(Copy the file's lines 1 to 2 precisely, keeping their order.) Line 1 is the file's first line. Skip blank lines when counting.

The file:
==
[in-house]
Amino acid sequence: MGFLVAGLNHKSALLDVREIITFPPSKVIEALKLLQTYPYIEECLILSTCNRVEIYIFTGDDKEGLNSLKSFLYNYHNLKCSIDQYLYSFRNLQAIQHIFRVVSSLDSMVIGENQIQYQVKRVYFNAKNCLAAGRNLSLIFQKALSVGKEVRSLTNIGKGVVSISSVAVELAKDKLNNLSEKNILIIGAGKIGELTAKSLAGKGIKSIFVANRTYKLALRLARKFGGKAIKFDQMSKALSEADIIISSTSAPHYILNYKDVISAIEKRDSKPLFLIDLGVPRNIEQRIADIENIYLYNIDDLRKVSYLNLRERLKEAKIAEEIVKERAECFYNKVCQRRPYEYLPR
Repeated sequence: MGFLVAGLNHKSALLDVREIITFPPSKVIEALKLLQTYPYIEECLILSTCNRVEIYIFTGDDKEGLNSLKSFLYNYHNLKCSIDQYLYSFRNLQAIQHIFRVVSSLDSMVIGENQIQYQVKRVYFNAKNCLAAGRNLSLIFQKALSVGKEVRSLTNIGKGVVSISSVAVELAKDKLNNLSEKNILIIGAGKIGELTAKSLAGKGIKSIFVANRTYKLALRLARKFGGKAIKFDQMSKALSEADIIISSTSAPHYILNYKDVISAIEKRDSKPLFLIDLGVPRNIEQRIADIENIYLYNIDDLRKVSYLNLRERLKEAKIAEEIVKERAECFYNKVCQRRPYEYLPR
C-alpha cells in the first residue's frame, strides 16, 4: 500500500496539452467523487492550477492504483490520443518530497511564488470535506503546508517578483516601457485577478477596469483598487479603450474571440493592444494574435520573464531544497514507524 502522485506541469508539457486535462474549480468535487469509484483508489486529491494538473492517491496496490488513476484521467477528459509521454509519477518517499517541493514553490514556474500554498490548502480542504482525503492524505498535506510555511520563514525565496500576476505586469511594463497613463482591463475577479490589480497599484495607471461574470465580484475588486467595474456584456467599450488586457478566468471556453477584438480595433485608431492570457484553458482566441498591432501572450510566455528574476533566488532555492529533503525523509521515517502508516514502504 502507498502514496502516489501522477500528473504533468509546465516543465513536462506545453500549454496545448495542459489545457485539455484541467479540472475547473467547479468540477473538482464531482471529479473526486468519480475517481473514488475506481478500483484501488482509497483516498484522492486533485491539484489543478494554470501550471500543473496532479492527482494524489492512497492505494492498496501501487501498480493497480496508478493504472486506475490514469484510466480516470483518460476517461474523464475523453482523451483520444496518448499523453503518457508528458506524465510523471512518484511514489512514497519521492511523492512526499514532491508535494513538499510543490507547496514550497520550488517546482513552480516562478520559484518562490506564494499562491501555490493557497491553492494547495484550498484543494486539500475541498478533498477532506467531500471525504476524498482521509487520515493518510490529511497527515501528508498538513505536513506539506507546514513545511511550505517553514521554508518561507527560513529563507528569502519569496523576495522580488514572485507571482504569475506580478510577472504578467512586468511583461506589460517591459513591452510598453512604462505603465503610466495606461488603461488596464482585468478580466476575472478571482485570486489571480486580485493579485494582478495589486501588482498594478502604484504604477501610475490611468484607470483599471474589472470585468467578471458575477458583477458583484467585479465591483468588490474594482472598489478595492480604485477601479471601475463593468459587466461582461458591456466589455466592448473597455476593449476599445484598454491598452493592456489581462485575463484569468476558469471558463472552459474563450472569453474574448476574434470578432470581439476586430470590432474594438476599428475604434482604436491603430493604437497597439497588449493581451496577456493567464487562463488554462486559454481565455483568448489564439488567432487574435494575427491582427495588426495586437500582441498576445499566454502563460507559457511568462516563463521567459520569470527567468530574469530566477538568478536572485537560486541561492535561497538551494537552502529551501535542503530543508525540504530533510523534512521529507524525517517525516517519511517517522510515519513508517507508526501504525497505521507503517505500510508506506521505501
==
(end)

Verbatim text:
[in-house]
Amino acid sequence: MGFLVAGLNHKSALLDVREIITFPPSKVIEALKLLQTYPYIEECLILSTCNRVEIYIFTGDDKEGLNSLKSFLYNYHNLKCSIDQYLYSFRNLQAIQHIFRVVSSLDSMVIGENQIQYQVKRVYFNAKNCLAAGRNLSLIFQKALSVGKEVRSLTNIGKGVVSISSVAVELAKDKLNNLSEKNILIIGAGKIGELTAKSLAGKGIKSIFVANRTYKLALRLARKFGGKAIKFDQMSKALSEADIIISSTSAPHYILNYKDVISAIEKRDSKPLFLIDLGVPRNIEQRIADIENIYLYNIDDLRKVSYLNLRERLKEAKIAEEIVKERAECFYNKVCQRRPYEYLPR